The Cost of Affluence: A Closer Look at the Food Industry

Lauren Brown, Ramona Houmanfar


There is often much confusion among consumers in the U.S. as to which food products are healthy for humans and which products are not.  One reason why this occurs may be seen in the disconnect among results of various scientific research studies.  A prominent example involves one set of research results that indicate that meat and dairy products are healthy for humans to consume (Biesalski, 2005; Pereira & Vincente, 2013), while results from other research indicate that animal-based foods are detrimental to human development and can lead to health issues (Campbell & Campbell, 2006; Esselstyn, 2001). This paper aims to define and identify some externalities/internalities that exist within the food industry as well as utilize a behavioral systems approach, including an analysis of the relevant meta and macrocontingencies and the interlocked relationship formed between the two. Additionally, the three processes of selection within the metacontingency (leadership practices, aggregate product by consumers, and group rules) are addressed as they relate specifically to the food industry in hopes of offering potential solutions for change initiatives at each level.  Various strategies for changing the current practices surrounding the production and consumption of potentially harmful food products are also addressed, with a focus on the altering of leadership practices and changes in consumer behavior.  By utilizing what we know about organizational practices and how to better those practices through incentives (i.e., tax breaks, cooperatives), we can hope to see healthier options for food available to all U.S. consumers.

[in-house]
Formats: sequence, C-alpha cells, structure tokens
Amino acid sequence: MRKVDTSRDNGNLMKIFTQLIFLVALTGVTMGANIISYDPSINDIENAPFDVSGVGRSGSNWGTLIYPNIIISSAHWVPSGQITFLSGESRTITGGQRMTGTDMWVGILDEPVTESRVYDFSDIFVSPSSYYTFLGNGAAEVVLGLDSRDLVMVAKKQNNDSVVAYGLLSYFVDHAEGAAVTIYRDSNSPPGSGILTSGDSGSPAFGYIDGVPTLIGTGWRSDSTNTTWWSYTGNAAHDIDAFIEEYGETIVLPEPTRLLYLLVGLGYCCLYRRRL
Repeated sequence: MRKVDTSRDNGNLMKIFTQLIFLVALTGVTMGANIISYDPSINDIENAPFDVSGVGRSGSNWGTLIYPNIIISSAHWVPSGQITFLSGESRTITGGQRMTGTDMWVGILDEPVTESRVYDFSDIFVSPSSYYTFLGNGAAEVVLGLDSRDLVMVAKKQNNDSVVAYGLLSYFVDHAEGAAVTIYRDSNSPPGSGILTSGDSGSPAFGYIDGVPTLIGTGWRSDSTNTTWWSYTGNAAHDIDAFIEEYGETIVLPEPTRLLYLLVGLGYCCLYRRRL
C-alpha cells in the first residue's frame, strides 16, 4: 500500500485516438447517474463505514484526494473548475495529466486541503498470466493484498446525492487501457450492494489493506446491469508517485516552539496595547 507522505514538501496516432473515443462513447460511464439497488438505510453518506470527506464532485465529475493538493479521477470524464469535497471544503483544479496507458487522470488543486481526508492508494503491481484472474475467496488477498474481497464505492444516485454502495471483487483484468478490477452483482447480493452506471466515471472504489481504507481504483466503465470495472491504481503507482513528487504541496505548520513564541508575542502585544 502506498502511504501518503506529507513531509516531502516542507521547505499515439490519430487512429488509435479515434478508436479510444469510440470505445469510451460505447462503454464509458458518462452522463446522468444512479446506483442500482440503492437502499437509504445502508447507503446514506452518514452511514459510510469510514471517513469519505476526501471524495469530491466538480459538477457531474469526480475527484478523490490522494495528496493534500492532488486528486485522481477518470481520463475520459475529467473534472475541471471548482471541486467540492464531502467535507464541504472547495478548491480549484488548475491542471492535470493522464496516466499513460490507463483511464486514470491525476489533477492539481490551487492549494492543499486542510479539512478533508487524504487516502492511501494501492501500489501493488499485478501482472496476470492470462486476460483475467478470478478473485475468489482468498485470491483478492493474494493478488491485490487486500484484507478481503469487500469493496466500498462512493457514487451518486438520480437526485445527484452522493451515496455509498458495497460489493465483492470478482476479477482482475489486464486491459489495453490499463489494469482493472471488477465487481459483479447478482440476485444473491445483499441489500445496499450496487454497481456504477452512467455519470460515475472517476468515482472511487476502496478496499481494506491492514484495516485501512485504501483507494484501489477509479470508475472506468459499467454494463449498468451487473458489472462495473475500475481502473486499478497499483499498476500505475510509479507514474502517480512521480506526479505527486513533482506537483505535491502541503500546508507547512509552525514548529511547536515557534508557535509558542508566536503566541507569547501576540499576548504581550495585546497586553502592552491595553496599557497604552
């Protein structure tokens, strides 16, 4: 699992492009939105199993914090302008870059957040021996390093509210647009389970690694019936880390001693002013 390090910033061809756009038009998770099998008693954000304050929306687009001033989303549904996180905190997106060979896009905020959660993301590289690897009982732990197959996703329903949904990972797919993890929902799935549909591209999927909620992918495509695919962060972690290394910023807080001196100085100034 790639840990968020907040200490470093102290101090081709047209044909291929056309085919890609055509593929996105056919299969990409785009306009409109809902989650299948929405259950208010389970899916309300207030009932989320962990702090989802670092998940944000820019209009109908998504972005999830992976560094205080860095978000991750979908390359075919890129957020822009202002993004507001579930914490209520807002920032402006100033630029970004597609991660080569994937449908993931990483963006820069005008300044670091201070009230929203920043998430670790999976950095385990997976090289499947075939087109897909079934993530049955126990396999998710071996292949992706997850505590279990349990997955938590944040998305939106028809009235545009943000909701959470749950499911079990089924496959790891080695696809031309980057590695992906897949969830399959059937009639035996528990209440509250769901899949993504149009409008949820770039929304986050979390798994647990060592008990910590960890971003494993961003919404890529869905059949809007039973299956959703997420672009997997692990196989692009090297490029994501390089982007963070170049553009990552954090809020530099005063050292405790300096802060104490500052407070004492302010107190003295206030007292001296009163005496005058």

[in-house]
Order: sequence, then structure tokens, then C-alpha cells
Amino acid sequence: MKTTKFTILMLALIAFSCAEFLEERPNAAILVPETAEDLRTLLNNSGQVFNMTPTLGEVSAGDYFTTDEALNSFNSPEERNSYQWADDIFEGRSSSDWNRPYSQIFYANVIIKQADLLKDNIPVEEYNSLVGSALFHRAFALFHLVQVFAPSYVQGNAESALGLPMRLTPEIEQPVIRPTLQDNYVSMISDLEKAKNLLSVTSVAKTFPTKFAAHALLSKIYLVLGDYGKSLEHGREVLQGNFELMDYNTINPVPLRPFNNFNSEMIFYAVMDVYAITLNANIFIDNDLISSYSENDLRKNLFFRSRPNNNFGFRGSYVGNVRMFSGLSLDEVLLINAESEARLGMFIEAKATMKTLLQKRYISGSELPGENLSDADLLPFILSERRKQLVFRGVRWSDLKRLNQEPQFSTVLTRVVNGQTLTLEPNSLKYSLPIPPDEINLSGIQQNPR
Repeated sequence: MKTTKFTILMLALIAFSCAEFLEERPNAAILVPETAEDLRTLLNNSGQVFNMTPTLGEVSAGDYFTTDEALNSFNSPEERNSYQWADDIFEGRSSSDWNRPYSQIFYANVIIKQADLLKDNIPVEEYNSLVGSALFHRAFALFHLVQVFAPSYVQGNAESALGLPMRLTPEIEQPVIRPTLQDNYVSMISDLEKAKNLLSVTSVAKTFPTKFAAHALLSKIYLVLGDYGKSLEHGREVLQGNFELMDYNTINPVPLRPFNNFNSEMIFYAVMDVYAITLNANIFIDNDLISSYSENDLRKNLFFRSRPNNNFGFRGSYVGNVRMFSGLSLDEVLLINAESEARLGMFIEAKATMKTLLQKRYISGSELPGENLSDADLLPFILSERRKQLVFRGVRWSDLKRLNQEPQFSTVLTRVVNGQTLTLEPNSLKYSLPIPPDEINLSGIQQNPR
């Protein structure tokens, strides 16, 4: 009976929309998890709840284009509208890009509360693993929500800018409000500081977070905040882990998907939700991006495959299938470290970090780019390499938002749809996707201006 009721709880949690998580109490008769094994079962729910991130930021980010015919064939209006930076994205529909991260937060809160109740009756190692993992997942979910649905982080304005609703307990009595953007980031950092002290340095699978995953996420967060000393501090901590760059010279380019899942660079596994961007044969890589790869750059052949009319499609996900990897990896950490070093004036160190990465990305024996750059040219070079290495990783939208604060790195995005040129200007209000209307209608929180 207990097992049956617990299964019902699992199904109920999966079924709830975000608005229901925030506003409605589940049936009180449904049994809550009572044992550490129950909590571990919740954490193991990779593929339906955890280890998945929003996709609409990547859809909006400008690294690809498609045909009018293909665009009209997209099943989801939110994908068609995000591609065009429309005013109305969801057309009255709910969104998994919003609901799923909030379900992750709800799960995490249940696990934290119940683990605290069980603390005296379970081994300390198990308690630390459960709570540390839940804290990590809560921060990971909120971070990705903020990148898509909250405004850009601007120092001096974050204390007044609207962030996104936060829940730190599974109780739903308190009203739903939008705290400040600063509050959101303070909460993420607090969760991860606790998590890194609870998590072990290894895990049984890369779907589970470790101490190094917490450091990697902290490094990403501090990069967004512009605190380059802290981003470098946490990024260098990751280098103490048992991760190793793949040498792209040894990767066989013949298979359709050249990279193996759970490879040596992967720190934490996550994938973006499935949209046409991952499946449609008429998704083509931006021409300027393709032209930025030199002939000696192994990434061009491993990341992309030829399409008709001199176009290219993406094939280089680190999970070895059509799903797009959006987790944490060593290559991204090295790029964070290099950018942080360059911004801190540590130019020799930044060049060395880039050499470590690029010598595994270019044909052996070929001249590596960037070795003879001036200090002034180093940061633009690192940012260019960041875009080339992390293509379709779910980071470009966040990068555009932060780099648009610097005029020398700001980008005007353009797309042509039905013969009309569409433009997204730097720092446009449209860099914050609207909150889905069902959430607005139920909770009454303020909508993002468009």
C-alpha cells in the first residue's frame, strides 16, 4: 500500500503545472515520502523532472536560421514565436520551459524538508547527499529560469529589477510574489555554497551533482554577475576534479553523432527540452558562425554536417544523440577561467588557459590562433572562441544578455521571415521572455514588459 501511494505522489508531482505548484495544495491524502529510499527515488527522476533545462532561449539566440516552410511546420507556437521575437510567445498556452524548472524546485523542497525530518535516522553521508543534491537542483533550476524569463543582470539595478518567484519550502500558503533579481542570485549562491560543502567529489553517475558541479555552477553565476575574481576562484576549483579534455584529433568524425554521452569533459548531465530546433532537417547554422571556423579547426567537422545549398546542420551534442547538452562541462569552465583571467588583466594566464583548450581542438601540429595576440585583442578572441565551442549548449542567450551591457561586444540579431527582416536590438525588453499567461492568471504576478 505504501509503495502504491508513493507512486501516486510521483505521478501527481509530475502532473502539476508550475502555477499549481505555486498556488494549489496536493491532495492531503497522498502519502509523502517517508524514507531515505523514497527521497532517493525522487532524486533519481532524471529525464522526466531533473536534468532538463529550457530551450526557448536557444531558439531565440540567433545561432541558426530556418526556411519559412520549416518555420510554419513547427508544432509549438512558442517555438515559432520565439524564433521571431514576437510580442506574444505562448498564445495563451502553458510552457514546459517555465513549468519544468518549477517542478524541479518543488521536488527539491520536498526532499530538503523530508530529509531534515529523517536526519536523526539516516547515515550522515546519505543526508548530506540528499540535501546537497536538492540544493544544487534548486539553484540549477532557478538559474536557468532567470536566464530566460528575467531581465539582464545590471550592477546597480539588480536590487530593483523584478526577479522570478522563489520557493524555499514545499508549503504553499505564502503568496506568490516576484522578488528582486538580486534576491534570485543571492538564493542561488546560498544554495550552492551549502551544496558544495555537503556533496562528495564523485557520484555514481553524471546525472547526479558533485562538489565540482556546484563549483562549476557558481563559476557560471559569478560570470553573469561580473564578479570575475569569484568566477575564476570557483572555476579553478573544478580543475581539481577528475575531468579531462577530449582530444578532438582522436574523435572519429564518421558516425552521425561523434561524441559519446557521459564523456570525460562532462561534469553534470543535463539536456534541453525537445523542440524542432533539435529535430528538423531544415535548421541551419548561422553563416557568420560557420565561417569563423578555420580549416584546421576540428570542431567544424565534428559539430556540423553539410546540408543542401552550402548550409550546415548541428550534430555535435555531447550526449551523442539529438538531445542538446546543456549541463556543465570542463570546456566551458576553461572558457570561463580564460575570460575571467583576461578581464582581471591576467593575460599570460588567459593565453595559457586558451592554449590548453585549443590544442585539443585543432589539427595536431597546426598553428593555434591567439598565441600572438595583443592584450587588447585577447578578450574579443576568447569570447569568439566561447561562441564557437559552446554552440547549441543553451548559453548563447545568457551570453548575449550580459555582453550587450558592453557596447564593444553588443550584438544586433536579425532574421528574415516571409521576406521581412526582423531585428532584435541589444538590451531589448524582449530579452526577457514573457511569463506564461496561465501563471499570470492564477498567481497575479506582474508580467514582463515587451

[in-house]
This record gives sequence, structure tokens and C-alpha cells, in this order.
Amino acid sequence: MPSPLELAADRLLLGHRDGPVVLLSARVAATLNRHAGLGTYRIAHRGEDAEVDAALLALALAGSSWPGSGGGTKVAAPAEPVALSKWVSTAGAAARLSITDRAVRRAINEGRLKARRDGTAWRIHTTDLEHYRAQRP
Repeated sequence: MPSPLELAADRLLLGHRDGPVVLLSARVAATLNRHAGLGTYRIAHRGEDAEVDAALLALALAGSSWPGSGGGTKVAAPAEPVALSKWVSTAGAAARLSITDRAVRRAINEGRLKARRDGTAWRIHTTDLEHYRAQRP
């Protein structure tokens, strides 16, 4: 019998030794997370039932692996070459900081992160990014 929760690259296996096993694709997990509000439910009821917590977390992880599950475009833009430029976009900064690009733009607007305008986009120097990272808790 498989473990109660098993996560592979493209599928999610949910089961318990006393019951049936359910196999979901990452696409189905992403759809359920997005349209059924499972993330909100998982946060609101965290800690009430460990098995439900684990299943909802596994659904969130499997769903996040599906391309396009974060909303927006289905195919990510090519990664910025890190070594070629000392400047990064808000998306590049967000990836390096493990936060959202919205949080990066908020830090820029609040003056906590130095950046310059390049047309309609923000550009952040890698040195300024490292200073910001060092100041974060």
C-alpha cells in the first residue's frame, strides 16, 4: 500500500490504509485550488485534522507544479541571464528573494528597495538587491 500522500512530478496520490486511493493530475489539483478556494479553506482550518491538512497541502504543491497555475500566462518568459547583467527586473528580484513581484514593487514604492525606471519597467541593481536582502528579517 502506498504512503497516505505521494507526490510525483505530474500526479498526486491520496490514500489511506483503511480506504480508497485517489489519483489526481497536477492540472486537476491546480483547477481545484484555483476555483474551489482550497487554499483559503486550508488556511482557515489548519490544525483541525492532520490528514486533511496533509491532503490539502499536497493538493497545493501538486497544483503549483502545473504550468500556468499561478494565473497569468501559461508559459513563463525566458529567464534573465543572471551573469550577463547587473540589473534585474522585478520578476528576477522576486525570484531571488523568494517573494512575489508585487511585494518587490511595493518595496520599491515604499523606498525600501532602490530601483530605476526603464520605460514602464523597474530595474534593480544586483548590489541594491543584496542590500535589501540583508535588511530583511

consumer behavior, externalities, group-rules, internalities, leadership practices, metacontingencies

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Published by the University of Illinois at Chicago Library

And Behaviorists for Social Responsibility